Stuck in my ways

A while ago, in a sympathetic attempt to dampen the fire of my zealousness for grammatical exactitude, Meg recommended I look at Language Log. I’ve looked now, and I find it is indeed rife with assurances that there is no problem, grammar is alive and well, and technology does not make people stupid. Two cheers!

The language loggers care about some things more than others. One post argues that it doesn’t matter that the distinction between its and it’s is being eroded by text messaging, because that distinction is not important. Another post takes very seriously the distinction between contemptuous and contemptible. So we know where the loggers draw the line, and can take some comfort from the fact that they do indeed draw one. But nothing is going to convince me that text messaging teens, even as they scorn the difference between its and it’s, understand the difference between contemptuous and contemptible. If either of those words has ever been text messaged, I’ll eat my hat.

I don’t care much about its and it’s. (Actually I do, but let’s pretend that I don’t.) But I am pretty sure that many aspects of grammar and diction are suffering erosion, and I don’t think texting, with its demand for short forms and clichés, is helping. I’m interested and delighted by the finer points of grammar discussed at the Log, but in my everyday life I’m deeply distressed at the increased number of emails I get asking me to “respond to Professor A or myself,” or “come to dinner with B and I,” or agree that “none of us have ever done C”–and of course I could go on forever. Is all this a matter of linguistic evolution? Am I wrong to regard these errors as contemptible?

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7 thoughts on “Stuck in my ways

  1. For the record, the Language Loggers don’t agree on what’s important and what’s not — wherein I find the key to all our prescriptive urges.

    Most of us claim that we mainly (or only) care about distinctions that preserve meaning — what misunderstanding will arise if I spell it “committment,” after all? But our views of possible misunderstandings are dependent on individual grasp of language. Therefore everything can be blamed on our first-grade teachers.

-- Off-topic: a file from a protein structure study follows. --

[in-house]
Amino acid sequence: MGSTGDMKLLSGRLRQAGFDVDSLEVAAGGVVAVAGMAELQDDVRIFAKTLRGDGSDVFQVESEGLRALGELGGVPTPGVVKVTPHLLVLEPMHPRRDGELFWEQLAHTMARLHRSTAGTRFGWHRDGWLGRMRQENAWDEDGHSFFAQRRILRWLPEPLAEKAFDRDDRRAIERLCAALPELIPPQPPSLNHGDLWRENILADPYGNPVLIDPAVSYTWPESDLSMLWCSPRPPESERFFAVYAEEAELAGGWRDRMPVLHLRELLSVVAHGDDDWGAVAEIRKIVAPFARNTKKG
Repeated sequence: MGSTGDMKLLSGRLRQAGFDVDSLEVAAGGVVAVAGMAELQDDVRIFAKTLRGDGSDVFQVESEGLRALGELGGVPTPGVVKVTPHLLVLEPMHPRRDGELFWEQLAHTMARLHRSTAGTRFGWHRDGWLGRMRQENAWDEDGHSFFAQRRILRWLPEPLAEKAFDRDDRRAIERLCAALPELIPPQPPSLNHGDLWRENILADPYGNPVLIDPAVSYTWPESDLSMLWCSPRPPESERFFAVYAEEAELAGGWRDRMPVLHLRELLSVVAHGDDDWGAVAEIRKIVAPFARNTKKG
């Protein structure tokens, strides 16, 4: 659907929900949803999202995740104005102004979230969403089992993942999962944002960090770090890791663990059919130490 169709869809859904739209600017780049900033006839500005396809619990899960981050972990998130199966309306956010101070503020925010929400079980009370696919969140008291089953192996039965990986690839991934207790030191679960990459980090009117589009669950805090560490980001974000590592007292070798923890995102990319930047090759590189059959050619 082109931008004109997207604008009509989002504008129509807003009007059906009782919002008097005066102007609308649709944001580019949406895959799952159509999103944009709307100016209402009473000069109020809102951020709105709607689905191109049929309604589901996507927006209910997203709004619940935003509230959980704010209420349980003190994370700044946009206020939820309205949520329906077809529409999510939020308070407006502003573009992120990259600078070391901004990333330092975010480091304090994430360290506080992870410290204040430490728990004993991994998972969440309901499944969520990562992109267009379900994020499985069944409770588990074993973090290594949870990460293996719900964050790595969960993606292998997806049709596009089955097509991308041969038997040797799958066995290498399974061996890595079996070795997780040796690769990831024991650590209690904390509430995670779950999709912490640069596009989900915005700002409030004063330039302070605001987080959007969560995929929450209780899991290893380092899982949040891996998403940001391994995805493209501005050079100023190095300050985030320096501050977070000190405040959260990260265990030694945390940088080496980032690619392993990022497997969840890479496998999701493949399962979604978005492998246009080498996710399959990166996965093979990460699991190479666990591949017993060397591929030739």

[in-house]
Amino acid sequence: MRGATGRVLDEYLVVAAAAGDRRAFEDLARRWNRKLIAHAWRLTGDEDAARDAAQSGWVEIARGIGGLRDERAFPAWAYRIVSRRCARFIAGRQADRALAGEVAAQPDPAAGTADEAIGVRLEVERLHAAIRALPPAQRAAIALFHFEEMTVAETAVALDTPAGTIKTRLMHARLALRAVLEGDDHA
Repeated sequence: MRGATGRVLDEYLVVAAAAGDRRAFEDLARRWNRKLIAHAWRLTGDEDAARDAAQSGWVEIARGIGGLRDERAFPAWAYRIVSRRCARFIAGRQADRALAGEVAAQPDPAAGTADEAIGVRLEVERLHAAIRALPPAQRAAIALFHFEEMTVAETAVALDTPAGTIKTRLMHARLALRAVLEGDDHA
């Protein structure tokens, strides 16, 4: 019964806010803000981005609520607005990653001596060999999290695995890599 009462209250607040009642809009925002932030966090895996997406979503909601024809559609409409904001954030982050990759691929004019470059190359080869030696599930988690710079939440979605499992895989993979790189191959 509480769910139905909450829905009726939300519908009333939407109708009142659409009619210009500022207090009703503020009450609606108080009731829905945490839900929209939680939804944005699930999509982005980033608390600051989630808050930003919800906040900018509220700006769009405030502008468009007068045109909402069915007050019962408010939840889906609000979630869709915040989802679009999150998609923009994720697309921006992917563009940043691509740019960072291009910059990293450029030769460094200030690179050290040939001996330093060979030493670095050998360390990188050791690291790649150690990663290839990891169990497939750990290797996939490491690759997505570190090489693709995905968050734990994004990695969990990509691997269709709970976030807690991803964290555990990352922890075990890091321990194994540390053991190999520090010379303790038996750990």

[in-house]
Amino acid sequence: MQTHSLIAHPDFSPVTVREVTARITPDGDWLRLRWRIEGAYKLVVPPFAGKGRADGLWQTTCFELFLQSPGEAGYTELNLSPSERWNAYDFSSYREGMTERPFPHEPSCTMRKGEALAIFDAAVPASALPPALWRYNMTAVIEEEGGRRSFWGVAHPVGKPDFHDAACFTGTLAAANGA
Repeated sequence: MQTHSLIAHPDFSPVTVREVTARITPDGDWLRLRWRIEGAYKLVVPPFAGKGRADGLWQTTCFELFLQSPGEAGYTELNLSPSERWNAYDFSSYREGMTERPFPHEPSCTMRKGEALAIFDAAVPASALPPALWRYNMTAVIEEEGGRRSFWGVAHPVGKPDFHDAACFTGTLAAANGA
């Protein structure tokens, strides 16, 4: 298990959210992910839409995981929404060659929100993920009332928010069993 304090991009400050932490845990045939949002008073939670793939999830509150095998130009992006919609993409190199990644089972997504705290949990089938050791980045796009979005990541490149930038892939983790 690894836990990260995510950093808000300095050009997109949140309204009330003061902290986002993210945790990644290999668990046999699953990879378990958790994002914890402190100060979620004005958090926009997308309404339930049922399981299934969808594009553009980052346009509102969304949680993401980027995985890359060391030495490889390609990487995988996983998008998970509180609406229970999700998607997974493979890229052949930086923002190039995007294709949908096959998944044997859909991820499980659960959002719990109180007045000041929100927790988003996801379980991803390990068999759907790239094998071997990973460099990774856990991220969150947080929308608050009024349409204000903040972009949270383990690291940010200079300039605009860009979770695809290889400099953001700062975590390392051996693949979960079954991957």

2. Well spelling is another matter. I can’t spell worth a damn. Is committment not right? For years I blamed it on having skipped grade three until I realized that my mother couldn’t spell either. Clearly it’s genetic. Anyway, I don’t care about spelling, except when it involves proper names, because this is a matter of R-E-S-P-E-C-T, a word Aretha helped me learn to spell correctly.

    But I am seriously trying to figure out where to draw my line. I know that grammar evolves, and that I should try to move with the times. It’s a good idea to accept what we might be inlined to call “errors” as innovations as long as they don’t detract from meaning. Except for one thing: we can’t always tell which of the new usages will eventually sap the richness of the language.

  3. Indeed Oona. I will never forget the day I was chastised for using ‘whilst’ in an essay. Such a useful word, and yet unusable in the world of modern grammar.

  4. I apologize for the extreme delay of my response; Yontif + Master’s Portfolio = NO TIME! (I’m keeping shomer shabbos these days so everything is crammed into six days. Yontif meant it was crammed into ten days over the course of 14.)

    I would first like to point out that I got chastised for the verb “utilize” in my Writing 50 class at Scripps. I believe the instructor found it “too pretentious”.

    I have never been one for grammar, a fact of which I am quite sure you are aware having been a reader of much of my undergraduate work.

    That being said, as much as possible I text and e-mail impeccably. To my mind, there’s not so much a shift in grammar as their is a shift away from teaching grammar. I was never taught sentence diagramming. Grammar certainly is not part of the curriculum where I teach; my students cannot even define ‘noun’, ‘verb’, and ‘adjective’.

    It is absolutely infuriating: tested not, matters not. At least in the United States, that is the legacy of NCLB. Neither grammar nor spelling count for the state open-ended writing questions. Therefore, neither grammar nor spelling are emphasized for the state open-ended writing questions.

    My students text more than they write formally for school. Under these conditions, which type of grammar do you think they experience most consistently?

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